34 DIGITAL DATA IMPROVEMENT PRIORITIES Kheterpal • Modern health care challenges, such as chronic disease, require comprehensive, longitudinal information to support team care. • Blindfolded record linkage, such as using hashes, offer many advantages to better link data between sources while maintain- ing privacy. INTRODUCTION In order to make optimal use of the digital health data utility, novel and innovative approaches will have to be developed. These innovations include learning from large sets of data while dealing with the risk associated with physical aggregation, coping with incomplete standardization of data, and linking data from diverse sources without the use of universal identifiers. Richard Elmore, Coordinator of Query Health at the Office of the National Coordinator for Health Information Technology, and Richard Platt, Chair of Population Medicine at Harvard Medical School and Harvard Pilgrim Health Care Institute, discussed the specific case of distributed data queries. Christopher Chute, Professor of Medical Informatics at the Mayo Clinic, elaborated on challenges and opportunities associated with data harmo- nization and normalization. Vik Kheterpal, Principal at CareEvolution, focused on data linkage between sources. DISTRIBUTED QUERIES In their discussion of distributed queries, Richard Elmore and Richard Platt covered the broad definition and qualities of such queries, and pro- vided specific examples of these queries in action. Distributed queries allow querying of data from multiple partners without having to physically ag- gregate data in one central repository; a query is sent to all partners, and each participant runs this query internally and returns summary results individually. Some example use cases for distributed population queries include population measures related to disease outbreaks, postmarket sur- veillance, prevention, quality, and performance. The advantages of this model, Elmore emphasized, are myriad. A distributed query approach allows data partners to maintain HIPAA-mandated, contractual control of their protected health information (PHI), and it facilitates data validity by ensuring that results are returned by local content experts, those most familiar with and understanding of the data and their interpretation. The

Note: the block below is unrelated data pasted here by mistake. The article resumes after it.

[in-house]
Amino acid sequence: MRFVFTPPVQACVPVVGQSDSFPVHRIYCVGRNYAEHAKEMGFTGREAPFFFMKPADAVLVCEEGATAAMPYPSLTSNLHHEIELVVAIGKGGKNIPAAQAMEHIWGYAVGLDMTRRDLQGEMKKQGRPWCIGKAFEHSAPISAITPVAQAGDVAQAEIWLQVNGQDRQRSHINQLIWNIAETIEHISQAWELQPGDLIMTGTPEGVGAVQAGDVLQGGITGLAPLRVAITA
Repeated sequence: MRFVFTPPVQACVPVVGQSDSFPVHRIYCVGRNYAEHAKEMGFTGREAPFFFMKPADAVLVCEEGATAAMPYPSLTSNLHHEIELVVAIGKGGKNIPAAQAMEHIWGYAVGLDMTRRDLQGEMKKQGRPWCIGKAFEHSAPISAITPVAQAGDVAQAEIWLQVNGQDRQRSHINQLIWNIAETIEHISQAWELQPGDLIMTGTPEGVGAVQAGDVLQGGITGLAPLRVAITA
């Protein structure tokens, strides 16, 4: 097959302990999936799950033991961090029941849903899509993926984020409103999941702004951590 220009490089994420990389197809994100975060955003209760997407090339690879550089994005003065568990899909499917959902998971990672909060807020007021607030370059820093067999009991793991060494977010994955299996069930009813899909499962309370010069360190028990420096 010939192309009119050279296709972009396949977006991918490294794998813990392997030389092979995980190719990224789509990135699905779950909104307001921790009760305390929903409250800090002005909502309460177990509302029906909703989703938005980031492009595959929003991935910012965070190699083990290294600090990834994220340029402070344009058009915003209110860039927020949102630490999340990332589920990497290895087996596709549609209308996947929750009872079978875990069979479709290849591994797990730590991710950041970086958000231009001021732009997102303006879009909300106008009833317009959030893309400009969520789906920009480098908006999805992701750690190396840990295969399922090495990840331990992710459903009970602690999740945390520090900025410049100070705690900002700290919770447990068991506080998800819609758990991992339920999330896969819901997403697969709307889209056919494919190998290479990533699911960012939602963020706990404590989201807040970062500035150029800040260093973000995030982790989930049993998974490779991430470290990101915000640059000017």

OCR for page 33